Lane Greene of The Economist has a “Johnson” column in which he discusses the “three rather strange names … ‘Maundy’ Thursday, ‘Good’ Friday and ‘Easter'”; the last two are pretty straightforward (good used to mean ‘holy, godly’ and Easter is after a dawn goddess Eostre), but the first is more confusing. Greene doesn’t care for the OED’s explanation (“< Anglo-Norman mandet, mandé (c1120), Old French, Middle French mandé (1223) < classical Latin mandātum mandate n., in phrase mandatum novum a new commandment (with reference to John 13:34…)”):
This is strange, though. Part of the reason is that the mandatum verse begins a well-known piece of Holy Thursday liturgy, but after listening to monks chanting it, it is hardly obvious that believers would pick out that first word, deform it to Maundy and so name the holiday. Some dictionaries note that it might have come from the Old French mande [i.e., mandé — LH]…. But all church services were in Latin in medieval Europe; why is it not Mandatum Thursday (or simply Mandate Thursday)? If French-speakers named it, it should be fully French: jeudi de mande. (And why don’t French-speakers on the Continent call it that?) The proposed Franco-English hybrid, Maundy Thursday, is odd in every way.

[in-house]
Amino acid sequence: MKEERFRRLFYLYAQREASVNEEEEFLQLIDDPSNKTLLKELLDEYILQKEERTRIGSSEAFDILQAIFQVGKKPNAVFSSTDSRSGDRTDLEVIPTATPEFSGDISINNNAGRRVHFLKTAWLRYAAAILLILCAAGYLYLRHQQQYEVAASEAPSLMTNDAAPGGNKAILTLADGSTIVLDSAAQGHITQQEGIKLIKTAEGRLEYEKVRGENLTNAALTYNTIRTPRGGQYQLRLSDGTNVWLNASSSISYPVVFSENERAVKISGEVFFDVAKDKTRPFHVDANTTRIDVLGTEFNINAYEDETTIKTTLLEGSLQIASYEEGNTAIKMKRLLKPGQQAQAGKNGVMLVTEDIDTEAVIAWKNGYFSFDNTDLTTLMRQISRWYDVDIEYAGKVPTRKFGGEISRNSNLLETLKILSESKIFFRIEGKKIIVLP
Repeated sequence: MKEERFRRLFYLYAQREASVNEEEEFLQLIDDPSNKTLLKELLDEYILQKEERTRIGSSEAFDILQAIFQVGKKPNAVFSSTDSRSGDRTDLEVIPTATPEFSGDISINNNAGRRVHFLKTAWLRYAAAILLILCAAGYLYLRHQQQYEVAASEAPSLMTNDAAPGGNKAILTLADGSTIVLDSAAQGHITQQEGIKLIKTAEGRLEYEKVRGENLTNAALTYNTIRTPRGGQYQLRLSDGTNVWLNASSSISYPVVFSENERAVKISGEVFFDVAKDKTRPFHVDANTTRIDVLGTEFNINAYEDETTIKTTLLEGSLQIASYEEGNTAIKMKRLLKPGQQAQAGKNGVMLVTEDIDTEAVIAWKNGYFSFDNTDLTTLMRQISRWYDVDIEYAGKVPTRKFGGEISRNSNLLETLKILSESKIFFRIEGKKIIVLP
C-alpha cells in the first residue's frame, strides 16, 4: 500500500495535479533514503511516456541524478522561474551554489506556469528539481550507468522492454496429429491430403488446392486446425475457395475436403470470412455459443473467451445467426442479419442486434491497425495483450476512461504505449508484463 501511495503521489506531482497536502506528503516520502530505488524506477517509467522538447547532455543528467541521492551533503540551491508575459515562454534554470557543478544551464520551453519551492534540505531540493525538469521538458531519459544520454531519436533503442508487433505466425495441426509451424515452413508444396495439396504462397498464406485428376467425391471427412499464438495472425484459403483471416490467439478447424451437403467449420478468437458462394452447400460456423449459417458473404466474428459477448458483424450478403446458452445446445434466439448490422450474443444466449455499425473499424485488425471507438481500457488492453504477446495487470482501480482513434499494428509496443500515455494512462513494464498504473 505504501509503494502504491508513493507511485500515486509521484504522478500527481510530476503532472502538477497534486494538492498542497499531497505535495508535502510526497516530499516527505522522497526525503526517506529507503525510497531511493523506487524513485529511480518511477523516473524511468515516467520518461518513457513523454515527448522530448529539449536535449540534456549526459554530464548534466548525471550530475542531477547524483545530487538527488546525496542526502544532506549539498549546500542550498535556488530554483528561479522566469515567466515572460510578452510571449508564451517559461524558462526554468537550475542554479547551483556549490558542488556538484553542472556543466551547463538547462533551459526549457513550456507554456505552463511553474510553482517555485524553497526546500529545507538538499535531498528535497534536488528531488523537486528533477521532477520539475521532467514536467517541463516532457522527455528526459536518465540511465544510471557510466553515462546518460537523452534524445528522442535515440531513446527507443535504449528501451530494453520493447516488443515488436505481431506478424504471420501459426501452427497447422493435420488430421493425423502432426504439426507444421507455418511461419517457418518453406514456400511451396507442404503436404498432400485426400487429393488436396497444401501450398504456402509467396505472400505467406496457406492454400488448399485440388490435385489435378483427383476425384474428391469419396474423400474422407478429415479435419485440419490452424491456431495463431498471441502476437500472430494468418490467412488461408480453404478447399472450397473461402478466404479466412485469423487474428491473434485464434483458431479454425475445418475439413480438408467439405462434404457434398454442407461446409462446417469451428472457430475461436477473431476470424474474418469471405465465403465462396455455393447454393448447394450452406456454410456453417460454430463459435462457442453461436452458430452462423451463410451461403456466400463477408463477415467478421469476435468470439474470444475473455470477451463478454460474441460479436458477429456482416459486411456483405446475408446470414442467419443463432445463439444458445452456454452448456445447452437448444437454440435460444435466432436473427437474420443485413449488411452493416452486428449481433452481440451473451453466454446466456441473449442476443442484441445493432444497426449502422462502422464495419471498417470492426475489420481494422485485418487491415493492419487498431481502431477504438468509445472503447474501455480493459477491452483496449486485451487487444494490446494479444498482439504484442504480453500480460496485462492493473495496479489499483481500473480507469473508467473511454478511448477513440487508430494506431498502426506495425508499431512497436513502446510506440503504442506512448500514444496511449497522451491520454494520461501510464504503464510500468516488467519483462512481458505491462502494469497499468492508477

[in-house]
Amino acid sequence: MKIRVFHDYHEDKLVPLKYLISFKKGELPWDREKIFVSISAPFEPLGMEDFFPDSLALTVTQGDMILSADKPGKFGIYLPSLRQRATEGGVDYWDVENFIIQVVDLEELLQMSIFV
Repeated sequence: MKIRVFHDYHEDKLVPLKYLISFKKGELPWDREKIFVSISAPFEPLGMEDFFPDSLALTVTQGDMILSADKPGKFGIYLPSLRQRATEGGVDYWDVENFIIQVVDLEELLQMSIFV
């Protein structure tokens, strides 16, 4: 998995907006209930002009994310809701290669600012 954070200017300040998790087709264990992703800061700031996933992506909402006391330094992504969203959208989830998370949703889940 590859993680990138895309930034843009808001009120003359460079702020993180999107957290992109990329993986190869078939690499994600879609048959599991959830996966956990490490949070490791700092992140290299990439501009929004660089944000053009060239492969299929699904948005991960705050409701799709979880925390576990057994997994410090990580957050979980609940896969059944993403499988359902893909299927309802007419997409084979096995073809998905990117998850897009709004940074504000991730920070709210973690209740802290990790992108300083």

The other explanation is that the poor got alms from the king on Maundy Thursday (in which the poor are elevated to a special role, in keeping with Jesus’s humbly washing his disciples’ feet.) A maund is an old English word for a woven basket, out of which the king is said to have distributed alms—indeed the British monarch still gives out specially minted coins. Maund is Germanic originally, but may have made a round-trip through French before being adopted into English, which explains the French-looking spelling. Maundy Thursday remains a bit of a mystery, but this second explanation has a more intuitive appeal.
I’m pretty sure the OED is correct, but I’m glad to know about the word maund. (Thanks, Paul!)
Incidentally, I was reading a Guardian article by Natalie Nougayrède, and it struck me that I had no idea what kind of name Nougayrède might be. Anybody know? (I mean, she’s French, so it’s a French name, but you know what I mean.)